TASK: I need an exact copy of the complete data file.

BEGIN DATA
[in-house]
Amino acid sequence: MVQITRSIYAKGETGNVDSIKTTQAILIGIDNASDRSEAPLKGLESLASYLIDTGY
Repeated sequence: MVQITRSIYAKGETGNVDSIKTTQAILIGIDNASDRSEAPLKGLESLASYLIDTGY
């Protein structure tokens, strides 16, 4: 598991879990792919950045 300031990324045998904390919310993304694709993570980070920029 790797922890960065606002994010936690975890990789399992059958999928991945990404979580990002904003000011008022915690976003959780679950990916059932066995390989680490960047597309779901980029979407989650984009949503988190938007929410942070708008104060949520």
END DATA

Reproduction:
[in-house]
Amino acid sequence: MVQITRSIYAKGETGNVDSIKTTQAILIGIDNASDRSEAPLKGLESLASYLIDTGY
Repeated sequence: MVQITRSIYAKGETGNVDSIKTTQAILIGIDNASDRSEAPLKGLESLASYLIDTGY
């Protein structure tokens, strides 16, 4: 598991879990792919950045 300031990324045998904390919310993304694709993570980070920029 790797922890960065606002994010936690975890990789399992059958999928991945990404979580990002904003000011008022915690976003959780679950990916059932066995390989680490960047597309779901980029979407989650984009949503988190938007929410942070708008104060949520």